Control of flow

Alex Martelli aleaxit at
Tue Jul 31 09:16:13 EDT 2001

"Campbell" <cb921 at> wrote in message
news:Pine.LNX.4.31.0107311355450.2321-100000 at cb921.local...
> Hi,
> I use python to write telephony apps, and I find that a 'goto' is often
> a nice tool (stop going 'aargh', its properly "useful" sometimes =).

Naah, you can always get the same effect with better structure:-).

> Here is a little snippet that gets a month/day from a caller.  If the
> day entered is not in the range of days valid for the month entered, we
> repeat from the top.  Does anyone have a few minutes to waste helping
> me??  How better can I code things that look like this:
> >>> snip <<<
> while 1:
>     cont = 1         ## ugh!

Agreed on the "ugh" - artificial "codeflow-control" variables
ARE a horror (only marginally better than goto's:-).

>     month = getdtmf("enter2digs.vox", 2)
>     if month < 1 or month > 12:
>         play("invalidmonth.vox")
>         continue

So far so good -- and indeed 'cont' is not used here:-)

>     while 1:
>         day = getdtmf("enterday", 2)
>         if day < 1 or day > Month[month]:
>             play("invalidday.vox")
>             cont = 1
>         cont = 0

This won't work (I think you forgot a 'break' or two:-).
This loop will never exit at all.

What are the conditions under which you want to repeat
this inner loop (letting the user enter a day for the
fixed month) rather than redo the outer loop (letting
the user enter the month again)?

In general, you should move your validation code to
auxiliary functions.  Each auxiliary function can
only exit with either a valid value for whatever it
is accepting, or an indication to "redo from scratch"
(or possibly, redo from a given point, though this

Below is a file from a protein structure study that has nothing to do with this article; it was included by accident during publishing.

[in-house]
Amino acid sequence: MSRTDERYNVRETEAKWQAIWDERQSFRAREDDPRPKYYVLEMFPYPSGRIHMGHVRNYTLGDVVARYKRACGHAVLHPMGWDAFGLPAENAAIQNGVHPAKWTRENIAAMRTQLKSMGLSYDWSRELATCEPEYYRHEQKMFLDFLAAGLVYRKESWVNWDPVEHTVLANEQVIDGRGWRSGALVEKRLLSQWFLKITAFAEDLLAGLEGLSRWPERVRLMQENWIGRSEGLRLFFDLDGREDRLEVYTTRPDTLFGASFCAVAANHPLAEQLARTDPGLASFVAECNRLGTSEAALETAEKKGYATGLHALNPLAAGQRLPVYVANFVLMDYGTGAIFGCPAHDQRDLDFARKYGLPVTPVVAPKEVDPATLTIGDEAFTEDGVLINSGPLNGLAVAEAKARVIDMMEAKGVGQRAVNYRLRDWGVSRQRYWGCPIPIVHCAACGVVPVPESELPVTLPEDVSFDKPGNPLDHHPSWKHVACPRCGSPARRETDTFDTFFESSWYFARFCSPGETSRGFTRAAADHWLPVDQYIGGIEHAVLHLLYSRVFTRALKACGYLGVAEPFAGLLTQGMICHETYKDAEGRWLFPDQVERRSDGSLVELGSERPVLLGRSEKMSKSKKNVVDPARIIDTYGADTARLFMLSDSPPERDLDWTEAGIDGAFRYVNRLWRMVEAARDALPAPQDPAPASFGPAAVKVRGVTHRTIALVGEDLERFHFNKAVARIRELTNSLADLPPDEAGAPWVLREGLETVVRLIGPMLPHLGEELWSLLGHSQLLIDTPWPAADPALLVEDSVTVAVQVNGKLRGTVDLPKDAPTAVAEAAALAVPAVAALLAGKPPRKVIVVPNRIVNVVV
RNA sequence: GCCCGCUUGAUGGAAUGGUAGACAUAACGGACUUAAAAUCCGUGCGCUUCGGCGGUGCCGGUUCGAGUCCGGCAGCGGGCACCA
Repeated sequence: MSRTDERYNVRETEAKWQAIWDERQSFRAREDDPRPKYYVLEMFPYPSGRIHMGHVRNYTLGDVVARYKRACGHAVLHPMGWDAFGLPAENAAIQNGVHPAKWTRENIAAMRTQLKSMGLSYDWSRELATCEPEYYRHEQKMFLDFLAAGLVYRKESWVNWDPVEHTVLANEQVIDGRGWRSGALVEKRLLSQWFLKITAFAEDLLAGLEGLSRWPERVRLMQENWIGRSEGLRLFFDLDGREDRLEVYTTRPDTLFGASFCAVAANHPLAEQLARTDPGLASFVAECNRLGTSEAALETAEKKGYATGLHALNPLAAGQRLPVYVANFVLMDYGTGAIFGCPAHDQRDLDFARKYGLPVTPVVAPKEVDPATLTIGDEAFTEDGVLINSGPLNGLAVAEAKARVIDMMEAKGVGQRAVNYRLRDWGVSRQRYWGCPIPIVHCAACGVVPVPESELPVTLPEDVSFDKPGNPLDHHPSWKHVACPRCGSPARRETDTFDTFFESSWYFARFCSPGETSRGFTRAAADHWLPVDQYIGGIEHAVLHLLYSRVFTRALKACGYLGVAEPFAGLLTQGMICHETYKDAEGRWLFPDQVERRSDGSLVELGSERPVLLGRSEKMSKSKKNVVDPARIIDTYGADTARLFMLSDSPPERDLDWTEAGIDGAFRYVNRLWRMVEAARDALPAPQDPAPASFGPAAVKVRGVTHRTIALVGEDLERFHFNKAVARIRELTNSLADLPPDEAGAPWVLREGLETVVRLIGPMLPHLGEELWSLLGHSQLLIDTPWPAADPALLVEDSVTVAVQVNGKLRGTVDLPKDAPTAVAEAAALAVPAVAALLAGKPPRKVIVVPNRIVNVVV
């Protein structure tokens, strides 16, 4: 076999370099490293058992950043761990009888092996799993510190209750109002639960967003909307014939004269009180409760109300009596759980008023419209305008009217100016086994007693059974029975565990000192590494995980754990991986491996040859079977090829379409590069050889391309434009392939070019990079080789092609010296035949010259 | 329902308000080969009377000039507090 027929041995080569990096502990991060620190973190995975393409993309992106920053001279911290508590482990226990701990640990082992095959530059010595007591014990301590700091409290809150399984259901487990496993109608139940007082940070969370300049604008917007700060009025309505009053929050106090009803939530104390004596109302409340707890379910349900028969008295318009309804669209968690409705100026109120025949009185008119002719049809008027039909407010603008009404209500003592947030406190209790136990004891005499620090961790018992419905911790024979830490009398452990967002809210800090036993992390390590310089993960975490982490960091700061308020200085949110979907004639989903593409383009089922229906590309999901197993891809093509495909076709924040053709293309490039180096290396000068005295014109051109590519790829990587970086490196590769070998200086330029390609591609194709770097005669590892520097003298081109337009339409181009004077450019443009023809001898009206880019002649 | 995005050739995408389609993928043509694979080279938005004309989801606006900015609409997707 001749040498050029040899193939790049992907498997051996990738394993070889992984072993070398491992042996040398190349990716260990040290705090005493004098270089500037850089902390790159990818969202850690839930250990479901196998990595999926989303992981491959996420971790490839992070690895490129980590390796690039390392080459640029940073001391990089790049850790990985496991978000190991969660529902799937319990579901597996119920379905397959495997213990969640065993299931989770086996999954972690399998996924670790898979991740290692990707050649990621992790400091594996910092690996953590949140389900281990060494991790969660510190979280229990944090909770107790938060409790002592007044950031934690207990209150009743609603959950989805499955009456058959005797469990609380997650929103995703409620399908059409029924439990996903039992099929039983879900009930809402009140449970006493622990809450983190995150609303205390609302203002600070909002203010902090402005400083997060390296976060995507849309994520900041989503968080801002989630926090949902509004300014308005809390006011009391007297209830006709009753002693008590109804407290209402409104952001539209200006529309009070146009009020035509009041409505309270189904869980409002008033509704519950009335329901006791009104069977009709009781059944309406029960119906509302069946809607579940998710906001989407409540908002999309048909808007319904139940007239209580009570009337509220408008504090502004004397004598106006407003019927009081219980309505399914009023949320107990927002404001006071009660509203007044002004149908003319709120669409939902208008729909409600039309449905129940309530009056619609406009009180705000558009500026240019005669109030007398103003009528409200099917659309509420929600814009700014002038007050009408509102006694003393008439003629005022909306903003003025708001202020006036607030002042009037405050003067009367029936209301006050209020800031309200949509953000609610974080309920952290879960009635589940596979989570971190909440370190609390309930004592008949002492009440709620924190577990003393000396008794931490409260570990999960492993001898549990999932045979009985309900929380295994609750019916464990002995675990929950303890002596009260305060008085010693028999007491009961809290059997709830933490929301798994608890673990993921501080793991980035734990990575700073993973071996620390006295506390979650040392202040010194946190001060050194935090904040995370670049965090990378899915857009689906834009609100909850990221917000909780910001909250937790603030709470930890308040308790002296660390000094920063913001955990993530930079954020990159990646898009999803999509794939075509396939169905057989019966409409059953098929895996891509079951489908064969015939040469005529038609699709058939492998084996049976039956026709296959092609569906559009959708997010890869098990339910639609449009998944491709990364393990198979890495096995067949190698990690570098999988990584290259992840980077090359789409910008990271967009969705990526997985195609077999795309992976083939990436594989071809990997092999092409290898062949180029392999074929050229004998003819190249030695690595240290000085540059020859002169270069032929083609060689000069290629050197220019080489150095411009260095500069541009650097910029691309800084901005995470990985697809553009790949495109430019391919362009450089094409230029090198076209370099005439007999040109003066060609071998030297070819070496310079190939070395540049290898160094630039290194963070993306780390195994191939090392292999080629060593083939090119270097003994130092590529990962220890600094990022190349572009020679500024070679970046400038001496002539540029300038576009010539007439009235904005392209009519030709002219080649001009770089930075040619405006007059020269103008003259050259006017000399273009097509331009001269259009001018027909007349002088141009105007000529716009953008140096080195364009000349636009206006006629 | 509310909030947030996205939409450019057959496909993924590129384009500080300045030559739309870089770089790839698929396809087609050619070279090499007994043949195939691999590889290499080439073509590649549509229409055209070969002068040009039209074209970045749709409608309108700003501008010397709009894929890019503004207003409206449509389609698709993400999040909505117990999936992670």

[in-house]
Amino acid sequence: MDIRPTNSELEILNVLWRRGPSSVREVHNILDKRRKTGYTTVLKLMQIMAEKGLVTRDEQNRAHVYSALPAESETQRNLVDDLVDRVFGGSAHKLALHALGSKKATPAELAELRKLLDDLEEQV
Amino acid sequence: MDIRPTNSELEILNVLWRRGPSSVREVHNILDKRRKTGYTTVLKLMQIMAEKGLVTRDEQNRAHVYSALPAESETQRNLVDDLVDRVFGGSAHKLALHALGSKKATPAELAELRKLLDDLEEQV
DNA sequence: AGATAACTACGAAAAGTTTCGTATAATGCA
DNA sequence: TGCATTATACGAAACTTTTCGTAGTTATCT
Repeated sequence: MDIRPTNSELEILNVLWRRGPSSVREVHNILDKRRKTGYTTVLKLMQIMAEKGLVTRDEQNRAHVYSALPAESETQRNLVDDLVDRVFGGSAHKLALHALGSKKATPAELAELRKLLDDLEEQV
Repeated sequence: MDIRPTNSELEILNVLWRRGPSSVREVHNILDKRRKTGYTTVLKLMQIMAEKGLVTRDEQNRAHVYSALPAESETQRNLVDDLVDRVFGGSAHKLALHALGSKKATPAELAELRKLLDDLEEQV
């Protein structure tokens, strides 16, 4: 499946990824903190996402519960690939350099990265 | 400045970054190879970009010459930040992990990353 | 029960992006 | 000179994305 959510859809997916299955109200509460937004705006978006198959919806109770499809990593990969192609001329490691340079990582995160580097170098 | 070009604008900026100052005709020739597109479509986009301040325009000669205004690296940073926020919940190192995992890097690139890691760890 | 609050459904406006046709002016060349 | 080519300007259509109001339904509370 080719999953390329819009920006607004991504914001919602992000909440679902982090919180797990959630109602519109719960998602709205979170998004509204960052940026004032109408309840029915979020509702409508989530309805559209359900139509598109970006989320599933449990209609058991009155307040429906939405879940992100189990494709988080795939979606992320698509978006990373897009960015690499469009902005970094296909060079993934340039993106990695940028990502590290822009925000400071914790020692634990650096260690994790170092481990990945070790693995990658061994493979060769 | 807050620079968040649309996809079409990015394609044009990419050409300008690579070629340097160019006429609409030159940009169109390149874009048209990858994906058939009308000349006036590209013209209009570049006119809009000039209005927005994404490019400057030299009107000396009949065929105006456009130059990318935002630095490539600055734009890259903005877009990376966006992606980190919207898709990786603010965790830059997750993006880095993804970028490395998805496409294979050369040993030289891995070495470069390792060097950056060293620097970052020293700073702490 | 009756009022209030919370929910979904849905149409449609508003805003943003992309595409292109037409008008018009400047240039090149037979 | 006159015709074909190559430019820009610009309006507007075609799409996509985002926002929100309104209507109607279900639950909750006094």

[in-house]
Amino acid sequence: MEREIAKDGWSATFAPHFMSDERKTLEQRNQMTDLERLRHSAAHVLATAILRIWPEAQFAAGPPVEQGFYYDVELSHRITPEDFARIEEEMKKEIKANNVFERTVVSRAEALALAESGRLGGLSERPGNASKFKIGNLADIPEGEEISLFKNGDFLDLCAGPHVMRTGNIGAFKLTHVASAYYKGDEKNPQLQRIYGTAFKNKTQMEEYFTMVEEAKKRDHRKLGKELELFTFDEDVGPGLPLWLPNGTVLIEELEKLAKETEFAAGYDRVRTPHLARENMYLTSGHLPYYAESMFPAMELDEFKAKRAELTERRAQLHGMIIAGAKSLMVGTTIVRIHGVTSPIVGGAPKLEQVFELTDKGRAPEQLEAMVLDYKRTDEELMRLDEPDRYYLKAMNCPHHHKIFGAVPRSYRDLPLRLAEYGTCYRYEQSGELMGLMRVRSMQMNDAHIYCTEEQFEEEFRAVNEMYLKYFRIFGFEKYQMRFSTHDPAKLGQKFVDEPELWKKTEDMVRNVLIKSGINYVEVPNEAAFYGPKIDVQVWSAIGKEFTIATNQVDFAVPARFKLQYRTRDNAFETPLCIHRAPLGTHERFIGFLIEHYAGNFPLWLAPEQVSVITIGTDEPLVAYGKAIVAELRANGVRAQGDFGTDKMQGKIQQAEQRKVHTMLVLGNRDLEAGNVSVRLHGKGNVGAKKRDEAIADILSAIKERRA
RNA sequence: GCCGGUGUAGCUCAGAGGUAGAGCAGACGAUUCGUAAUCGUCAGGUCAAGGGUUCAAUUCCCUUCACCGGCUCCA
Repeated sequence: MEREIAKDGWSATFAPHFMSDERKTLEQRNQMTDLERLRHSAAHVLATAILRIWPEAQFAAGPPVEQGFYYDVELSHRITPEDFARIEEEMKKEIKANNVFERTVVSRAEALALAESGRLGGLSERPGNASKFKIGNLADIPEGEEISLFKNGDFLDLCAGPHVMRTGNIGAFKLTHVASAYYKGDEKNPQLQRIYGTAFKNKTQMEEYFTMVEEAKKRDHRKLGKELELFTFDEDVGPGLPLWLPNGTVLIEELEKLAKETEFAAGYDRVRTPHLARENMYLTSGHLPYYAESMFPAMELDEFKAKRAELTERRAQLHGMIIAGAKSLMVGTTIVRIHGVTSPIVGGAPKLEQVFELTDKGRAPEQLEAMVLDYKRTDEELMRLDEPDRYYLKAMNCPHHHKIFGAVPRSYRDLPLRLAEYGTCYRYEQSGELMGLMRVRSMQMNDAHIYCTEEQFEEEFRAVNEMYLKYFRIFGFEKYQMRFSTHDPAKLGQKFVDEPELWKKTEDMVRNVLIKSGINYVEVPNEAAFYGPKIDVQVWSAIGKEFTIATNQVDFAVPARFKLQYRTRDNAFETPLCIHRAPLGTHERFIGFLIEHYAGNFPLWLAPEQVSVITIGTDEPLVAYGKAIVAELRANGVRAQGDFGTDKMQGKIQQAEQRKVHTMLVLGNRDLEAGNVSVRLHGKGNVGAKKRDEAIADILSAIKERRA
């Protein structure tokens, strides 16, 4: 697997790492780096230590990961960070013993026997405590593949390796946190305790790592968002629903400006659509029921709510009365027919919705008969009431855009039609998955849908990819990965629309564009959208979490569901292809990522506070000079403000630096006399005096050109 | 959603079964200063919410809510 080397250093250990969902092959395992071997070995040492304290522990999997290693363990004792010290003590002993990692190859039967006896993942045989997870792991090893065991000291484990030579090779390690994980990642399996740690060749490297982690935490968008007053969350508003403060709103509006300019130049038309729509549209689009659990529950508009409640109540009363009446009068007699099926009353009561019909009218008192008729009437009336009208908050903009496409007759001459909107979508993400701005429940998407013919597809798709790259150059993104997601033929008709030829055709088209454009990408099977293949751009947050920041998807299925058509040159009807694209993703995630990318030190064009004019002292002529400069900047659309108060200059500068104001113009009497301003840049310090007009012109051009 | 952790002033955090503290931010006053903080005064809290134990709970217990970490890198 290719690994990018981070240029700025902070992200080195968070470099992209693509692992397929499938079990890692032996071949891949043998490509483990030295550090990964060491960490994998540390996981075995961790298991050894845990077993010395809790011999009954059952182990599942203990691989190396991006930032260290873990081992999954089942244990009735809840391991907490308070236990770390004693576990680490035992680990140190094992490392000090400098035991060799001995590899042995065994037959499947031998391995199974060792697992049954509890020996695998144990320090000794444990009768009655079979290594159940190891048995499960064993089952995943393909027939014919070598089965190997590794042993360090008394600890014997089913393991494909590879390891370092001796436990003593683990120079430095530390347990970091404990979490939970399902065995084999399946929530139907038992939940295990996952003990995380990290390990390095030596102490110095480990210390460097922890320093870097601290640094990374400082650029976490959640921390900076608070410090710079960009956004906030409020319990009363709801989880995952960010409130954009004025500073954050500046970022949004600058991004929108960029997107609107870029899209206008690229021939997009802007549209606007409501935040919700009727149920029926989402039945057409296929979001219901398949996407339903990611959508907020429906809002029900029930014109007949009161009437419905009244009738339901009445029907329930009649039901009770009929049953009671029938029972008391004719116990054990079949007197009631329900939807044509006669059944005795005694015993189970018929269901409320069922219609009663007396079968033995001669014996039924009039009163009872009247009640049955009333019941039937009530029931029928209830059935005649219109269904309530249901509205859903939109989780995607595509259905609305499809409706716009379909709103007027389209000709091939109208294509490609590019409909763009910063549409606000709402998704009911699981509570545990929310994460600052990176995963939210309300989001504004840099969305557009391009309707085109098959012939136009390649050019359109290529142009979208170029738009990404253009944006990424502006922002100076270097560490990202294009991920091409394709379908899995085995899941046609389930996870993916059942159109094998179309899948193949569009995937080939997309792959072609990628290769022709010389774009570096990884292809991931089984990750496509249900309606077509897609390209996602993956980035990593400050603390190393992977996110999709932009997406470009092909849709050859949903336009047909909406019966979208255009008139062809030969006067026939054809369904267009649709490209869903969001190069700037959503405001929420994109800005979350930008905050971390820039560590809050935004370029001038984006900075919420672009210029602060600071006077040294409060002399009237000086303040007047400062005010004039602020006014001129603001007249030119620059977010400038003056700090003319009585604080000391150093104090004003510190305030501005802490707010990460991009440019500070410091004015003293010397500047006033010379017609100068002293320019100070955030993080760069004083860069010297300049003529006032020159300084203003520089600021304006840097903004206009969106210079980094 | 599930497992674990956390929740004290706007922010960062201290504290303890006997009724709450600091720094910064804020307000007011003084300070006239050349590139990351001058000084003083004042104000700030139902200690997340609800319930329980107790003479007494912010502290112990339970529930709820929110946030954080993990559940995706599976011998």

may be cutting it slightly too fine:-).

For example you might have:

def getvalidated(prompt_voxfile, mysterycode,
        invalid_voxfile, lowerbound, upperbound):
    while 1:
        result = getdmf(prompt_voxfile, mysterycode)
        if lowerbound<=result<upperbound: return result

if you always wanted to keep retrying THIS part of
data-entry until the user gets it right.  This would
need no looping at the outer (application) level).

More likely, the user can also enter some code to
mean "OK, let's do it over, from scratch".  Suppose
that getdmf() is coded so that it always returns
None in that case.  Then you might use the same
convention for getvalidated, just change the if to
    if result is None or lowerbound<=result<upperbound: return result

and the upper (application) level might be:
    while 1:
        month = getvalidated("entermonth", 2,
            "invalidmonth", 1, 13)
        if month is None: continue
        day = getvalidated("enterday", 2,
            "invalidday", 1, 1+Month[month])
        if day is None: continue

that's not too bad for a couple of entries, but it
gets slightly tiresome when you have a zillion.  That
is (part of:-) what exceptions are for...

class Invalid(IOError): pass

def getvalid(prompt_voxfile, mysterycode,
        invalid_voxfile, lowerbound, upperbound):
    while 1:
        result = getdmf(prompt_voxfile, mysterycode)
        if result is None: raise Invalid
        if lowerbound<=result<upperbound: return result

and the upper application level:

    while 1:
        except Invalid: pass
        else: break

Such regularity in the code strongly suggests encoding the
changing parts (names of vox files, rules for limits) into
a data table and writing a general function to "accept a
bunch of stuff according to this table of rules", but that's
just a further helpful refactoring -- you don't *have* to
do it, it's just a possibility:-).


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